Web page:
What you need to look out for while buying them is paying the correct value. If you are inexperienced you might just end up spending on a bike which does not have original parts. Experts can tell you if the serial number of the bike is original or has been forged.
If plan to get into collecting classic motorcycles, make it a point to visit rallies, meets and other events. Subscribe to publications like Vintage Motorcycle and Walneck's Classic Cycle Trader. Look up any local clubs in your area and become a member. This way you will get to meet other collectors and exchange information.
When you start buying classic motorcycles for your collection, look for bikes that started off as expensive, such as limited edition, hand-built ones like Crocker, Brough, Vincent and Mondial.
The rarest examples of American made classic motorcycles are those made before the year 1920. There are only 200 known classic motorcycles that were made in that era and were produced by brands like Harley-Davidson, Indian, Excelsior, Cyclone and Flying Merkel. Most of these models have either been sold as scrap or traded privately. In the 1980s, an original paint 1907 Harley-Davidson came up for auction at a farm in Nebraska and sold for the rice of $175,000.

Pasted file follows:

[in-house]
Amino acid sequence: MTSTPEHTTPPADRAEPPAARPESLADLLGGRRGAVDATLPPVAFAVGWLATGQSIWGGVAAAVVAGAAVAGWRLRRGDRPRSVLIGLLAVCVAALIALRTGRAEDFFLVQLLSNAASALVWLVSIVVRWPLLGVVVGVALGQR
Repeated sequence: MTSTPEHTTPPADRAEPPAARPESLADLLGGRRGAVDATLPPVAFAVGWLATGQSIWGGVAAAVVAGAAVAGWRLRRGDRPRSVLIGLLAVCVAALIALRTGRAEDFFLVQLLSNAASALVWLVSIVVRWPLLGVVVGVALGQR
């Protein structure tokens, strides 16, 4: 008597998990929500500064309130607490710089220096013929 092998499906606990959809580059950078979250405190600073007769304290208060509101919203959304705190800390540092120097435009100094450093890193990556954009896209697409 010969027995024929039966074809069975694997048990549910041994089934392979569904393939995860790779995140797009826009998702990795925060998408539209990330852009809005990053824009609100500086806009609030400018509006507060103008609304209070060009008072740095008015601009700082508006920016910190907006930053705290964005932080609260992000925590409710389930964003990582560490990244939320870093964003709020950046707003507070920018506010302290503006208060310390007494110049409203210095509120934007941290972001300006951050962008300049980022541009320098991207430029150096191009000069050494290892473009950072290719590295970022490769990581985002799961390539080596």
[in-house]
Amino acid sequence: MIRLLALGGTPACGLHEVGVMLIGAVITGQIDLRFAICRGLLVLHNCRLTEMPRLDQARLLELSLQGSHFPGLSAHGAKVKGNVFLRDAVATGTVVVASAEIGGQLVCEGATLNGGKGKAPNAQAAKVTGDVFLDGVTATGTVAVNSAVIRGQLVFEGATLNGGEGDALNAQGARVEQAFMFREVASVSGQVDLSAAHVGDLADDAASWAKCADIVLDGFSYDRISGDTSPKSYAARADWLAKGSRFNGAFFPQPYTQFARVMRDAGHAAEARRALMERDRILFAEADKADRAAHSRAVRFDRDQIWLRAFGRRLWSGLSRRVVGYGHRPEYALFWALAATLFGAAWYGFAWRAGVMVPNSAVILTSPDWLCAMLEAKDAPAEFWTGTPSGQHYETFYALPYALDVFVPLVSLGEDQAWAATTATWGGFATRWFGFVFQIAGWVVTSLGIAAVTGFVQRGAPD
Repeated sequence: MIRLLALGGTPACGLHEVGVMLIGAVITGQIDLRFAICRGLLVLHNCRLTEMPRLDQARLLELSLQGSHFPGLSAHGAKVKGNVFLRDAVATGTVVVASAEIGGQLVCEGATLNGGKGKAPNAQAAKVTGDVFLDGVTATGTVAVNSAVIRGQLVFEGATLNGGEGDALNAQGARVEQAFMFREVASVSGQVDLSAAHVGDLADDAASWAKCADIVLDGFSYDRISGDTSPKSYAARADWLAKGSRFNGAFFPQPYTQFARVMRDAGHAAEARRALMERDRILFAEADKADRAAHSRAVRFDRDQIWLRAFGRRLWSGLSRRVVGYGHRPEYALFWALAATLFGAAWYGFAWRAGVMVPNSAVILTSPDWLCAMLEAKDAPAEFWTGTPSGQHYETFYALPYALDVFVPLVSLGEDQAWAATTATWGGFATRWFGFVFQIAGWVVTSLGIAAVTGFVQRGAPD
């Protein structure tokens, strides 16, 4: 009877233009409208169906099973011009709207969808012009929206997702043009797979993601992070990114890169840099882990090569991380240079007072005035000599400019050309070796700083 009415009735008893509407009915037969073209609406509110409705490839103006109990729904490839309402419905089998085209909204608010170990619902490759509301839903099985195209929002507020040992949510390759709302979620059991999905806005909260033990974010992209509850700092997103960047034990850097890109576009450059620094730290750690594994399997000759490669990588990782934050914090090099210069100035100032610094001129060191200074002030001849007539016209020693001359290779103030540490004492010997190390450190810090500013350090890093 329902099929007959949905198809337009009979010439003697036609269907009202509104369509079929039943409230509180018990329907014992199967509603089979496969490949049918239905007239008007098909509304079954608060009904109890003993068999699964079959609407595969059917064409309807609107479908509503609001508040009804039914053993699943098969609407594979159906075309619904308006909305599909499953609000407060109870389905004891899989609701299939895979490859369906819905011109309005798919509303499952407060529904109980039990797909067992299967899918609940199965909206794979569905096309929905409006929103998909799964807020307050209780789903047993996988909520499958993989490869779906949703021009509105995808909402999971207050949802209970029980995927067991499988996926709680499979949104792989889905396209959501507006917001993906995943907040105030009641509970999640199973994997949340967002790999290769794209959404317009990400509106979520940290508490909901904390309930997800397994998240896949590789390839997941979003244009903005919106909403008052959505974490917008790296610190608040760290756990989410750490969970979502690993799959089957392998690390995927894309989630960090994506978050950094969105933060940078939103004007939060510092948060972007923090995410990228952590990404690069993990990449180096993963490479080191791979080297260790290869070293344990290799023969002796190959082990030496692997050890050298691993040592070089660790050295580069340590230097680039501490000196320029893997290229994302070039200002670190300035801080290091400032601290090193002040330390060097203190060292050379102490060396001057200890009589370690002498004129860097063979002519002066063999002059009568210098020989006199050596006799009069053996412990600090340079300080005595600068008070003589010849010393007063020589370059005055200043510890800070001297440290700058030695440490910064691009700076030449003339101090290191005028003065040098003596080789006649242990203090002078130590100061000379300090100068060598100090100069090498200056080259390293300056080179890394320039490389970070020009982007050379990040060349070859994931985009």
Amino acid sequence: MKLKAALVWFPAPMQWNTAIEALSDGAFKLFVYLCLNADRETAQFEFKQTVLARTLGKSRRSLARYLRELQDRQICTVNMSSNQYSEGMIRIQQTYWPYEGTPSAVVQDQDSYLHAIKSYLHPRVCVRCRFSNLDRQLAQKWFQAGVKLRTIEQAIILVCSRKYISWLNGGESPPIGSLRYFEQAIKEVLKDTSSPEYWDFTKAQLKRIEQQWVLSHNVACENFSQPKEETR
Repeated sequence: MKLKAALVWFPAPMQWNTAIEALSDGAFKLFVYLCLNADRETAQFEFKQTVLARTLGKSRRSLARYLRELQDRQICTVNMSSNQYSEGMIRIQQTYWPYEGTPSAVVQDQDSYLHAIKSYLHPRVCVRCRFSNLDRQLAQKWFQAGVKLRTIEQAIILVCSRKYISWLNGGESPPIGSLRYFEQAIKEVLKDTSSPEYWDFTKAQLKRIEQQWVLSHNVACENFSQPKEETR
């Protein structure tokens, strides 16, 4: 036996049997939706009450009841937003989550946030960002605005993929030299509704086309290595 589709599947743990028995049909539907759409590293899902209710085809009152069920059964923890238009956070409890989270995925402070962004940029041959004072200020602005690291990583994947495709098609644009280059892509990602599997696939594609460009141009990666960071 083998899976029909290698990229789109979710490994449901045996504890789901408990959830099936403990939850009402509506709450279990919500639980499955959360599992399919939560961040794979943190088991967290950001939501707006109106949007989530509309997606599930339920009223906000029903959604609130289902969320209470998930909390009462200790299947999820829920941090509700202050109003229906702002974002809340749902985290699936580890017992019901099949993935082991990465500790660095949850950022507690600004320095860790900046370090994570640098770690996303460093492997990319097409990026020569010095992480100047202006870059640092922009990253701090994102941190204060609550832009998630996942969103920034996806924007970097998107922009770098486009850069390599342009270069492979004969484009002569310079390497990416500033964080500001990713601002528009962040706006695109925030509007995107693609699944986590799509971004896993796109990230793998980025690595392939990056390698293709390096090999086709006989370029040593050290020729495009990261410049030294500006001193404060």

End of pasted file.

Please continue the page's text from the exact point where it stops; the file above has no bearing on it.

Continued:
One of the rarest models that one can find is the Grand Prix race bikes in original condition. The Japanese made ones are among the most difficult to find because their engineering was supposed to kept a secret. So after a race, the bikes were compacted so that competitors could not study their inner parts. Japanese examples of such bikes are particularly scarce; since their engineering was considered top-secret.
The values of classic motorcycles are that much higher when their parts and finish are original. If you are not sure if a bike is original, call in an expert.